While all dogs make for best friends, some are, um, more lovably clueless than others. But when it comes to working intelligence (i.e. following commands), certain types stand out from the pack. After surveying almost 200 dog-obedience judges, psychologist Stanley Coren named these breeds as the best of the bunch in his book The Intelligence of Dogs.

And, if you’re curious, we’ve answered some FAQs about dogs’ IQ’s that may blow your mind:

What makes a dog “smart?”

Coren evaluated breeds’ levels of intelligence based on instincts, obedience, and ability to adapt. But pet behaviour specialist Sarah Hodgson says it’s all relative. “Some are social and emotionally dependent on people, so they are easier to train and far more receptive to our vision of what they should do,” she says. “But they have little intuitive smarts.”

One example is a hound, because although they’re not receptive, they have superior senses of sight and smell. Similarly, terriers might not take direction well, but they have excellent hearing.

Do dogs have an IQ?

Not exactly. Like Hodgson explained, “IQ” really depends on the quality you’re observing. In Coren’s book, you can have your dog take an IQ test he created based on his analyses.

Are bigger dogs smarter than small dogs?

It hasn’t been confirmed as a fact, but research suggests that bigger dogs could be smarter. If you look at this list, you’ll find that the only tiny pup is the papillon. Coren recently posed this question in a post for Psychology Today, aptly titled “Are Big Dogs Smarter Than Small Dogs?” Looking at a study from earlier this year, Coren shared, “Data were obtained from 1,888 dogs, and the results were unambiguous. There was a clear trend indicating that larger dogs were able to accurately remember over a longer period of time than were their smaller counterparts.”

Keep in mind, however, that some companion dogs were bred to have particular traits, like being calm and non-confrontational. Hodgson adds that many small breeds are bred down from larger breeds, and thus have similar drives, instincts, and yes, smarts. Now, let’s talk about our BFFs.

These are the smartest dog breeds, according to Coren:

1. Border Collie

The valedictorians of the dog world, these herders took the top spot in Stanley Coren’s intelligence rankings, meaning most can learn a new command in under five seconds and follow it at least 95% of the time. Related: The 20 Best Dogs for Kids and Families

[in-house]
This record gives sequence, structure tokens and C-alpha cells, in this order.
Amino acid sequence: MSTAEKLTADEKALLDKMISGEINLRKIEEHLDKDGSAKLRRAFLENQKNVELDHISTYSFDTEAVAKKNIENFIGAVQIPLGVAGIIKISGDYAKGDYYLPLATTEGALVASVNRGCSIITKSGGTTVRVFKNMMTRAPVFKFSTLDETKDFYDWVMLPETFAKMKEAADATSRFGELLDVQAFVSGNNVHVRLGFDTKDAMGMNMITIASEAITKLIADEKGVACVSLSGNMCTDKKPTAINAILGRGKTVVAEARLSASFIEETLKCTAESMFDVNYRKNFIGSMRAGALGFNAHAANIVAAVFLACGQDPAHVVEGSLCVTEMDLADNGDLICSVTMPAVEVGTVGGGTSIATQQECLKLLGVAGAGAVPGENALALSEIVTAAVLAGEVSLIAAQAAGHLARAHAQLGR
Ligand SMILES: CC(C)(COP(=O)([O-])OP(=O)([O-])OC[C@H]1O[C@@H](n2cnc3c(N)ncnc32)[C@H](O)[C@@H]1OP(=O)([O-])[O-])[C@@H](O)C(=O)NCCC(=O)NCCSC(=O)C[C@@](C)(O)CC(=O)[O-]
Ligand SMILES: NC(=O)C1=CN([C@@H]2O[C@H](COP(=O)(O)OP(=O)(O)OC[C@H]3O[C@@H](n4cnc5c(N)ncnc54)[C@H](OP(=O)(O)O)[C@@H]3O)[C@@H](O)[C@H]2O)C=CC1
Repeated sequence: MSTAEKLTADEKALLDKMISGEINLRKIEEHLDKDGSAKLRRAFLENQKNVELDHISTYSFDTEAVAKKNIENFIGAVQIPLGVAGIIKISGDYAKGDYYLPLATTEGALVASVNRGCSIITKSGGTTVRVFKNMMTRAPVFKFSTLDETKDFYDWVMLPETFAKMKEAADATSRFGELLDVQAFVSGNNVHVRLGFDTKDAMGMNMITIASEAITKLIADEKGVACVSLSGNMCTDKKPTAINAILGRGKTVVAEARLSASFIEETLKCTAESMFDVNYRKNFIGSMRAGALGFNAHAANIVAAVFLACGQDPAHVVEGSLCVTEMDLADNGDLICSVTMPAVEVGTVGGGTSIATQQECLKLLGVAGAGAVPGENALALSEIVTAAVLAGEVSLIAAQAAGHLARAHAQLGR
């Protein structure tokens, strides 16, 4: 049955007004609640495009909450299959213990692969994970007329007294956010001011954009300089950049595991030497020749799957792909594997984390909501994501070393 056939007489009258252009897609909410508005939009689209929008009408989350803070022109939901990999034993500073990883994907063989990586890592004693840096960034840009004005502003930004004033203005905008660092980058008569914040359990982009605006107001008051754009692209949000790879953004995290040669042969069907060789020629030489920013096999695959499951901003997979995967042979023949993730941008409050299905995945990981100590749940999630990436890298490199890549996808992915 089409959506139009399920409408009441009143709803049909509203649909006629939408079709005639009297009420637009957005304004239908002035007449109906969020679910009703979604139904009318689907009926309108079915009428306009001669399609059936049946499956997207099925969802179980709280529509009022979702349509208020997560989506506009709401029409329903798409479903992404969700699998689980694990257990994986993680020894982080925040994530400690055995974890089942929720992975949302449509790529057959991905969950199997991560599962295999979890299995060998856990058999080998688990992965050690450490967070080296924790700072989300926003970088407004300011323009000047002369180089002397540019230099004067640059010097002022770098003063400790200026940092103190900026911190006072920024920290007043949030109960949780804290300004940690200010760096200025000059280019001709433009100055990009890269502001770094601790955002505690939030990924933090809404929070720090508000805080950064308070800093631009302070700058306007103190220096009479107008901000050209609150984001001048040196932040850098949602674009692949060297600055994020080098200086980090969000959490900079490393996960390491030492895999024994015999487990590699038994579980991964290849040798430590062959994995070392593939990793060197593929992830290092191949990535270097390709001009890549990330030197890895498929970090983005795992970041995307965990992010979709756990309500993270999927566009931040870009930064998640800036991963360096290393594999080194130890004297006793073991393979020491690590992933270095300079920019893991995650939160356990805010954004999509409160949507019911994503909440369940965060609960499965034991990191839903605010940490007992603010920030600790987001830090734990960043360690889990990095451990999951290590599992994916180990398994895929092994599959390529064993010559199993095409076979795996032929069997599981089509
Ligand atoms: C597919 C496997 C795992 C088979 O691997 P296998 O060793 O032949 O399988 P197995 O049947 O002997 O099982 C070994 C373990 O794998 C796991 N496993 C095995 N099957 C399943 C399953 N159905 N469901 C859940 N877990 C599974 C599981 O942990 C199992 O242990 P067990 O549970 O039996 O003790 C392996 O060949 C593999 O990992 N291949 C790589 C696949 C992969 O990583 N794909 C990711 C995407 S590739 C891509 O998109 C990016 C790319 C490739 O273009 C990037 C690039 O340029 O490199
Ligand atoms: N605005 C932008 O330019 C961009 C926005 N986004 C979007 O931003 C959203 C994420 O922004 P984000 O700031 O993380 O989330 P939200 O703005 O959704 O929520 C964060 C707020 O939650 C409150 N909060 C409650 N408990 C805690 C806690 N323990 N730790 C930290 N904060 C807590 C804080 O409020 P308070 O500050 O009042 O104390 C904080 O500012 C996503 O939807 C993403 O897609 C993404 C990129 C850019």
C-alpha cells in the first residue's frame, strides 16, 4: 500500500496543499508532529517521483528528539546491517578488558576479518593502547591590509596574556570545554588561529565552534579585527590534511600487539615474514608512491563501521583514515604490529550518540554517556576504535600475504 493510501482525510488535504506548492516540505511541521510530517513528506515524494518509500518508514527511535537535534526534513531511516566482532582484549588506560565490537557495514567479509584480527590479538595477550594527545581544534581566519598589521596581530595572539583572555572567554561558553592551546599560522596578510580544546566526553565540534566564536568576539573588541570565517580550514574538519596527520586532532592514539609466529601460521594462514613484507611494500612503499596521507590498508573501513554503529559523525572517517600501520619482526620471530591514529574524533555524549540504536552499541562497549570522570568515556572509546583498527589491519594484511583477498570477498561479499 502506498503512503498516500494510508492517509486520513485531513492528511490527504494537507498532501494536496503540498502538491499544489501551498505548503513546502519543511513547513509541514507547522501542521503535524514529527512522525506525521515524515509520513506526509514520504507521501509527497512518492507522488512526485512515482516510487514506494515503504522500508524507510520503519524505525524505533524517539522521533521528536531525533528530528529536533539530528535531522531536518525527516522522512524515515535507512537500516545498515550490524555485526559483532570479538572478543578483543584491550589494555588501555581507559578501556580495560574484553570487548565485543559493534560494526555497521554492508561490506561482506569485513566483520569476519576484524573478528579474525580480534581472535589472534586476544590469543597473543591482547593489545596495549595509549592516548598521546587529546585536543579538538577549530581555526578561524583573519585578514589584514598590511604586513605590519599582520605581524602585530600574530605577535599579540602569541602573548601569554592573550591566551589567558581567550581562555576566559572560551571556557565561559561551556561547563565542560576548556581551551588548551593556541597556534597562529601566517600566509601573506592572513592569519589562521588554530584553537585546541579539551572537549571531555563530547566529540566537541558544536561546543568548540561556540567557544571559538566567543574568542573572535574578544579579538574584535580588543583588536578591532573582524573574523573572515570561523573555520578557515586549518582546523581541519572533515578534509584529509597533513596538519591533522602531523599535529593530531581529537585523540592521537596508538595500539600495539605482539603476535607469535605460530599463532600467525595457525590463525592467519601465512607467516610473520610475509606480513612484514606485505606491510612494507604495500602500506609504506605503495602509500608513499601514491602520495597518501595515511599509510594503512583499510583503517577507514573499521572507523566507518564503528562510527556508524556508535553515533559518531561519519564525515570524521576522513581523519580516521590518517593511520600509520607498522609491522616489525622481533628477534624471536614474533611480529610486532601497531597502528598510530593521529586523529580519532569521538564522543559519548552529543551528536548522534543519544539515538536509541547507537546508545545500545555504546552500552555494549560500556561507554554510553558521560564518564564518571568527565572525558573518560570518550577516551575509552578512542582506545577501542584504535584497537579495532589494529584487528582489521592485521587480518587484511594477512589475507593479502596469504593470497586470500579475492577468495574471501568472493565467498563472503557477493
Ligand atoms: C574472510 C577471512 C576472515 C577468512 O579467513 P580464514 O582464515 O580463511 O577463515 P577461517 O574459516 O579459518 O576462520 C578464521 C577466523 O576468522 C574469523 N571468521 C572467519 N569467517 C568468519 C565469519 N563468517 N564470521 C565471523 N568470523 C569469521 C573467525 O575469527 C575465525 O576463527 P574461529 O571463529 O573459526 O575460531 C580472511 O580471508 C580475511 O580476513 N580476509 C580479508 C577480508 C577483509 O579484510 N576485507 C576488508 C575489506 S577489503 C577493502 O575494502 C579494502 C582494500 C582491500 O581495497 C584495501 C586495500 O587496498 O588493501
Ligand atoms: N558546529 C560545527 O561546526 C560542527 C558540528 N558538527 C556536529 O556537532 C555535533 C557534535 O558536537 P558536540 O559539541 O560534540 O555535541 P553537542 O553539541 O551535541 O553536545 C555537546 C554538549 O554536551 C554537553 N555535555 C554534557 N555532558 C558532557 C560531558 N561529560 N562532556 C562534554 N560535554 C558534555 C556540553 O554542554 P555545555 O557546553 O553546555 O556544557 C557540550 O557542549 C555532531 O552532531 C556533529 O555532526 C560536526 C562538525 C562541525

2. Poodle

Nowadays you can adopt cockapoos, whoodles and goldendoodles, to name a few, but breeders love regular ol’ poodles for more than just their hypoallergenic qualities. The curly coated cuties also took the silver medal for working intelligence in Coren’s survey. Related: 40 Top Medium-Sized Dogs

3. German Shepherd

German Shepherds happily serve as police dogs, seeing eye dogs, medical assistance dogs, and therapy dogs, so it’s no surprise that consistent obedience comes standard with this breed. Related: 13 Best Guard Dogs to Protect Your Family and Home

4. Golden Retriever

That’s right. One of the nation’s most beloved family pets also took home straight A’s in this intelligence survey. While the breed originated in hunting, Goldens also enjoy acting like straight-up goofballs once in awhile too. Related: A Definitive Ranking of the 25 Absolute Cutest Dog Breeds

5. Doberman Pinscher

Dobermans got their start in the late 19th century, when a German tax collector named Louis Dobermann wanted a medium-sized pet to act as both a guard dog and companion. Translation: These fearless protectors can hold their own, and hang with kids. Related: 35 Best Large Dog Breeds

6. Shetland Sheepdog

Smaller than collies, these adorable fluff-balls hold their own in herding, agility, and obedience trials. Consequently, Shelties do tend to bark, chase, and herd, but their affectionate nature and love for cuddles will erase any hard feelings. Related: 100+ Unique Dog Names for Every Kind of Pup

7. Labrador Retriever

Labs love to please, whether it’s as guide dogs, narcotic detection dogs, or just everyday family pets. Americans have accordingly made them the most popular breed in the country for a whopping 27 years in a row. Related: 20 Most Popular Dog Breeds in the U.S.

8. Papillon

The first toy breed to crack the top 10, papillons aren’t your average lap dogs. The 5-pound wonders often take home top prizes at competitive agility trials, according to the American Kennel Club. Their name – French for “butterfly” – alludes to their tall, pointed ears. Related: 15 Miniature Dog Breeds That Are Just Too Cute

9. Rottweiler

Rottweilers likely descended from drover dogs in Ancient Rome, with the rugged, dependable temperament to boot. An engaged Rottweiler owner will take care to train and exercise their pooch thoroughly – with the reward of a loving and loyal friend. Related: The 25 Largest, Most Lovable Dog Breeds

10. Australian Cattle Dog